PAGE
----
In 1970, engineers at Volvo Cars set out to determine whether three-point seat belts were safer than lap belts. To do so, they formed a team to investigate accidents involving Volvo vehicles equipped with both types of seat belts, studying the conditions of the accident and the injuries caused to understand the effects of the added shoulder strap.
Nearly 50 years later, the practice of investigating accidents has become ingrained at Volvo and other automakers, such as BMW and Daimler, as a way to learn how to avoid crashes or mitigate their effects. Even as safety and driver-assistance technology improve, these teams are seen as vital to the vehicle development process. It's this kind of research that is credited with innovations such as the collapsible steering column and inclined rear seats.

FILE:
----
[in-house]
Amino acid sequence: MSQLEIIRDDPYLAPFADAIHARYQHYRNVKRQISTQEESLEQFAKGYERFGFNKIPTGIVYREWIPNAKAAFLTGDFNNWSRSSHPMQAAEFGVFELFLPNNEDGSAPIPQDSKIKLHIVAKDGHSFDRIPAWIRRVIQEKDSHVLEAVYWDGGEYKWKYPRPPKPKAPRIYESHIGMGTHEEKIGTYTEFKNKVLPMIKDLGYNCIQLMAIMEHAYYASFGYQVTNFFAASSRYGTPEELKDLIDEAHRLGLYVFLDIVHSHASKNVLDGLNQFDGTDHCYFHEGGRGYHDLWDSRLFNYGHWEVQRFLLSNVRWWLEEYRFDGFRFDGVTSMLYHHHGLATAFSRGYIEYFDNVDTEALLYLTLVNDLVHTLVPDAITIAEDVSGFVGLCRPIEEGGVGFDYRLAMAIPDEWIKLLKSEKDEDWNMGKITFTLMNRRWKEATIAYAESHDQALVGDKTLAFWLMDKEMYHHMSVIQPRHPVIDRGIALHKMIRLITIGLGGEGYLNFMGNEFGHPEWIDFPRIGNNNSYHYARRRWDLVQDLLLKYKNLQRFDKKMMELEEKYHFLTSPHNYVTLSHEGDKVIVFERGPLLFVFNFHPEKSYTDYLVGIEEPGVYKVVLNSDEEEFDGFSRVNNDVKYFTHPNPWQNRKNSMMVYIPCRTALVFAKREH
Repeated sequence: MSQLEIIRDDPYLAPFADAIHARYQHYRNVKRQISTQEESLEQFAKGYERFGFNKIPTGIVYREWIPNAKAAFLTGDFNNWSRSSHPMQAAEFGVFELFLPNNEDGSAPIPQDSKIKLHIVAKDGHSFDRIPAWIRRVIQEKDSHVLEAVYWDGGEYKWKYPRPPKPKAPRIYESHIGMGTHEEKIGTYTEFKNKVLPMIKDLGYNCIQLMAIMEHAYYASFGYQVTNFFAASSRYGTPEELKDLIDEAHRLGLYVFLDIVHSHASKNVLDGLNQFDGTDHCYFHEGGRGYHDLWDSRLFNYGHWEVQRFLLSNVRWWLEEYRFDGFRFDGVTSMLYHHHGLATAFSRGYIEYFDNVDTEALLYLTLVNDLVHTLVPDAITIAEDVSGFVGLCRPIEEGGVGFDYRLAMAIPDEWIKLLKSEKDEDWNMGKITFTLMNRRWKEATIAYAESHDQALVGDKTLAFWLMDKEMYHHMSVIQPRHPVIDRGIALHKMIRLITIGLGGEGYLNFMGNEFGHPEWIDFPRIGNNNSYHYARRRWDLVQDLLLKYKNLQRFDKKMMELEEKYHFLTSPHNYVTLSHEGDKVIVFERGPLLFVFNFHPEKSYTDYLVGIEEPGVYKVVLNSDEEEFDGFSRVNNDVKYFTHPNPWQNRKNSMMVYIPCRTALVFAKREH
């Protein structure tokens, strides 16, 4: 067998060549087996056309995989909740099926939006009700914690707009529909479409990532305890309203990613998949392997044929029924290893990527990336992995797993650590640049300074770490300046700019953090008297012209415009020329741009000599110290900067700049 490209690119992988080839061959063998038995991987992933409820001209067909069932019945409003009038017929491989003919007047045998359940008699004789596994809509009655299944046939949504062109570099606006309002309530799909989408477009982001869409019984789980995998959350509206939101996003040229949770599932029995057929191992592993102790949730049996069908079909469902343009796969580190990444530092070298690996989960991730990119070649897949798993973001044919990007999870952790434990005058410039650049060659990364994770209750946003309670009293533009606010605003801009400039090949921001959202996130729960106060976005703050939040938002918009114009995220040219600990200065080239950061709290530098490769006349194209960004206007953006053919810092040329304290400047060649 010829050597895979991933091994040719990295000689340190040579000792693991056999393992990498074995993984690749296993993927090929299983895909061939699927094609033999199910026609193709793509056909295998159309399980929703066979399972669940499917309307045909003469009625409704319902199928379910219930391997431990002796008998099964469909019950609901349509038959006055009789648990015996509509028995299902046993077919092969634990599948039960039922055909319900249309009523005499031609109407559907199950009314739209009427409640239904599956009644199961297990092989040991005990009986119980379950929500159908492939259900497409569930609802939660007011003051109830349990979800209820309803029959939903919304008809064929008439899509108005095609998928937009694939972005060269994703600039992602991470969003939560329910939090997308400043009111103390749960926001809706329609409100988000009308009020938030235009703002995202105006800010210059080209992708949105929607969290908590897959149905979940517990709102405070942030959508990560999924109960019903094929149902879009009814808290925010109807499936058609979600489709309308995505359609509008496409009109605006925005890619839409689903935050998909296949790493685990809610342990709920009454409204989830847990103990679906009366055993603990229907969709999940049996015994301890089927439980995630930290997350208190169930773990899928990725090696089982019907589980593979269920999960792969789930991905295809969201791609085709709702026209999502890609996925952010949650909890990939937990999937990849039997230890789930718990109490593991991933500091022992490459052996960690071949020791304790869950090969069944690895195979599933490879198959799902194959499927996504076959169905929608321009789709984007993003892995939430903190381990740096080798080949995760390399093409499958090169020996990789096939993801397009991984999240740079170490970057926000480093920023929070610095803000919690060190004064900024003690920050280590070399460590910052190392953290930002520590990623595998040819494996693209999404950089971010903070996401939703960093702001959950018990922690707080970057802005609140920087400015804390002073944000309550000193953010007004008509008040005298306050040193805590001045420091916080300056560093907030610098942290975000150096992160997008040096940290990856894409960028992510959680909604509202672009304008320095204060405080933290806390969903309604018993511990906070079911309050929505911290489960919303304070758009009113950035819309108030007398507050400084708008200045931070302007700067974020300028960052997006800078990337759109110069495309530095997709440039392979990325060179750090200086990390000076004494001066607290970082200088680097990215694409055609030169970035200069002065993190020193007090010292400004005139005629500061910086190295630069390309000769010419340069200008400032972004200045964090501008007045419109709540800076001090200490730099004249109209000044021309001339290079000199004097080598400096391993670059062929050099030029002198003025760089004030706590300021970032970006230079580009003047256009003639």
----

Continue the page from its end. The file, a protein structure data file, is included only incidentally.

"There are quite a few examples of new technology derived from what is going on out there," said Malin Ekholm, director of the Volvo Car Safety Center. "Even though there aren't as many accidents happening anymore, the learning from accidents is still crucial."
Like Volvo, BMW and Daimler formed their investigative groups decades earlier -- BMW in 1976 and Daimler in 1969. While much has changed for those automakers over the years, the mission of these teams has remained constant: to gather as much data as possible to make future vehicles safer.